The E46 M3 harks from an era when BMW still made conventionally pretty cars, released in late 1999, it was the perfect tool to demonstrate the M divisions technical expertise and it remained the sports car benchmark throughout production.
The 3.2-litre motor may have been closely related to the one found in the nose of the outgoing E36 M3 but detail changes gave it a far more muscular power delivery and it now produced 252kW, enough to see off just about anything this side of a 911.
Subsequent M3s have become faster and even more capable but the relatively simple charms of a high-revving naturally-aspirated engine, manual transmission (unless you opted for the lurchy SMG) and a mechanical LSD to keep it all in check would no longer be the default M formula going forward.
Both coupe and convertible body styles were offered, a single clutch SMG transmission was available too. A few minor changes were carried out during its seven-year production run, as well as the introduction of one rather special variant, the CSL. This car was lighter, more powerful and could lap a track significantly quicker than the standard car, thanks in part to the standard fitment semi-slick Michelin Pilot Sport Cup tyres.
The divisive SMG transmission was standard fitment but suited the 10/10ths nature of the CSL rather well. For those wanting a less compromised middle ground, a CS variant was introduced in 2005, it came fitted with the CSL’s uprated brakes, steering rack and had the same wheel design but the rest was standard M3 and it could be had with the six-speed manual transmission. Unfortunately, this variant was never offered in SA.
What To Buy
The CSL is great when pushed to its limits around a race track but its uncompromising nature makes it uncomfortable for regular road use and its rarity has pushed prices so high that few people would want to use them as track toys these days anyway. Happily, a standard manual coupe is a great all-rounder and a high miler with solid service history can still be found for reasonable sums.
The SMG transmission is not for everyone so if you find a well-priced car with this gearbox take it for a test drive to see whether it suits you. Mileages tend to be on the high side and many cars will have seen a couple of track days by now but neither of those should deter you from a car that has been looked after and comes with a good service history. The E46 M3 definitely deserves the praise it has received over the years and with values on the rise buying one sooner than later may be a good idea.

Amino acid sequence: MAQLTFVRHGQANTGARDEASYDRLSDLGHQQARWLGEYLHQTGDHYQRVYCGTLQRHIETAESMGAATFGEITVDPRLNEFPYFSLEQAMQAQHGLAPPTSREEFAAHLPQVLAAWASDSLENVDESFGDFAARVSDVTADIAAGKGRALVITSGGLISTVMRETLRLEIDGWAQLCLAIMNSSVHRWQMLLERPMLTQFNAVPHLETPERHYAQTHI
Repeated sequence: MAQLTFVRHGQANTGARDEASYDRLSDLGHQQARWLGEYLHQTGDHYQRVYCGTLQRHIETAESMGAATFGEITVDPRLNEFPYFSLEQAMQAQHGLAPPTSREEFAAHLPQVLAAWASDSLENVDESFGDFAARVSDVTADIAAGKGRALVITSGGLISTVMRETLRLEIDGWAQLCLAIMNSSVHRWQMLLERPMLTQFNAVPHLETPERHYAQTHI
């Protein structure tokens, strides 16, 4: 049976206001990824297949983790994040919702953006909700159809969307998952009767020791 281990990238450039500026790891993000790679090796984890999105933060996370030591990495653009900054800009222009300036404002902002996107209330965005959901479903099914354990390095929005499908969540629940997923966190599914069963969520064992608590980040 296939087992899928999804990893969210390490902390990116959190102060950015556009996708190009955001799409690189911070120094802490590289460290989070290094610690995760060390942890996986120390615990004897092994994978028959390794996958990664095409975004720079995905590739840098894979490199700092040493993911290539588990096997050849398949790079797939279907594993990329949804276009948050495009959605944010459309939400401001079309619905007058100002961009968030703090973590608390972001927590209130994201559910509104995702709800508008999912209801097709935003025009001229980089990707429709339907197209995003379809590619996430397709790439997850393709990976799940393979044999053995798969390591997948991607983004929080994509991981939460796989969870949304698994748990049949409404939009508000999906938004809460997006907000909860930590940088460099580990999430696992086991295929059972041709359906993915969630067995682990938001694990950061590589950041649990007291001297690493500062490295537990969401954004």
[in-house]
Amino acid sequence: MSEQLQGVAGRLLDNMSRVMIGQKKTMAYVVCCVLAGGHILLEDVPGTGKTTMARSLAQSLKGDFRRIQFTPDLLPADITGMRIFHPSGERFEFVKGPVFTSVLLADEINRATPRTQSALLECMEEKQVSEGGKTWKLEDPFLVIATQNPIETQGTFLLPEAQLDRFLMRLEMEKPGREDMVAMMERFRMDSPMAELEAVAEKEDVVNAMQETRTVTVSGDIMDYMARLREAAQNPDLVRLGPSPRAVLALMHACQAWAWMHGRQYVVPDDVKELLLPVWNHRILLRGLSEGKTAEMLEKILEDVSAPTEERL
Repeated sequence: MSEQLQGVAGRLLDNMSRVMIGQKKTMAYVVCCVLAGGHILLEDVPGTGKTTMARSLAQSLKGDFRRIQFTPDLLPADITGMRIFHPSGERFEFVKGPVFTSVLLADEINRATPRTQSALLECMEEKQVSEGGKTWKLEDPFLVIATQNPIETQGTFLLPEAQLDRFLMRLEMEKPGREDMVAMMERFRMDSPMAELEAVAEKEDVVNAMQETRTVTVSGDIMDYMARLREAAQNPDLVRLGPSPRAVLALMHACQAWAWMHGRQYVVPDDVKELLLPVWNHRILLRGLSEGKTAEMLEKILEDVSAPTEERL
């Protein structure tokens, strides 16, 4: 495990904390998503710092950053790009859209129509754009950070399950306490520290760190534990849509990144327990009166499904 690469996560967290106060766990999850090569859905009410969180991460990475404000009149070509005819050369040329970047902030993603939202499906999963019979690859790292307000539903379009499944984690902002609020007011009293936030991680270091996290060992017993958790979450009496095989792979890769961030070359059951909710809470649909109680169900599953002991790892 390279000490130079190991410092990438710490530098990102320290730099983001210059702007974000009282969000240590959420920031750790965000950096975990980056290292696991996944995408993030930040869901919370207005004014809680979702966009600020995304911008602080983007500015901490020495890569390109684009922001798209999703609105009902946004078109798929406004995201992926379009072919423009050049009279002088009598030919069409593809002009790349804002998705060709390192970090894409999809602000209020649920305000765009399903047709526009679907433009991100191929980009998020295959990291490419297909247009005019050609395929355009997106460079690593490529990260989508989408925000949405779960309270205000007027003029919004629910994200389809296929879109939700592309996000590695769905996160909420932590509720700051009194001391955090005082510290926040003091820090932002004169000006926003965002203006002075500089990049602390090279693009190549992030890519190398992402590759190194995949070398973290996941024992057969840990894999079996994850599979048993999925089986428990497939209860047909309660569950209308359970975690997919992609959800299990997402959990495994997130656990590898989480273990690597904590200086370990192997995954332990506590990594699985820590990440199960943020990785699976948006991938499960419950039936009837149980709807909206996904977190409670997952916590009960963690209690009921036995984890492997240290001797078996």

Crank bearing failures affected some early cars but this should have been sorted out by BMW by now, some owners have also experienced rod bearing failures.
Vanos units tend to develop issues as they get older, but this is less of a problem on the S54 motor as it was on the previous generation M3. Regular oil changes are crucial to the engine’s longevity, warming up the car before giving it the beans is important too as this can reduce the likelihood of the abovementioned issues occurring.
The CSL engine was codenamed S54B32HP and featured a carbon airbox, revised exhaust system and camshafts as well as a modified Vanos setup, the end result was a 13kW power bump, some standard cars have been remapped and had similar airboxes installed, none of which should affect reliability levels.
Both the six-speed manual and SMG-equipped cars had the same Getrag gearbox, the SMG unit had an electrohydraulic system BMW called Drivelogic which could be controlled by the gear lever or two steering wheel mounted paddles.
A software update to the SMG gearbox helped smooth out the gearchanges although it was always better suited to press-on driving than cruising duties. The SMG hydraulic pump is known to fail, clutches too seem to have a shorter life when paired with this setup.
Standard 18-inch wheels offer the best ride but the optional 19s really make the car stand out. CS and CSL models had unique 19-inch items. The standard braking system is good but some owners have fitted aftermarket brake pads. There are a number of aftermarket suspension kits out there but go too low or stiff and the handling balance of the car can easily be ruined.
Lower control arm bushes wear out with regularity (a common E46 issue) and the rear subframe can develop cracks which is very expensive to repair. BMW used to repair cars under an extended warranty but that is no longer the case so be sure to check whether your car might be affected.
Rust should not be a concern here but accident damage is not uncommon, poorly executed repairs can then lead to corrosion. Check under the bonnet and around the front arches for evidence of repair work. The CSL also had a carbon fibre roof and front splitter, repairs to either are prohibitively expensive so make sure they are undamaged.
The standard M3’s interior is largely similar to the rest of the E46 range save for unique dials, an M-badged backlit gear knob and M-spec electric front seats. The CSL, however, has one-piece sports seats, minimalist rear seats and lighter door cards. Creature comforts such as sat nav, sunroof and electric seats were also absent although air conditioning could be added.
The Alcantara-clad steering wheel on the CSL tends to get tacky while the side bolsters on the standard M3 seats will undoubtedly be showing wear.
2000: E46 M3 launched, initially in LHD and coupe body style, convertible arrived just before mid-year.
2001: RHD M3 goes into production.
2003: M3 CSL introduced-changes include stripped out interior, more powerful engine and uprated suspension (1,383 produced globally).
2005: M3 CS introduced-features some updates from CSL but retains standard engine and manual transmission. Not offered in SA.
2006: E46 M3 production ends with 54,750 Coupes and 29,633 Convertibles built.
Engine: 3.2-litre dohc inline-six
Top Speed: 250kph (limited)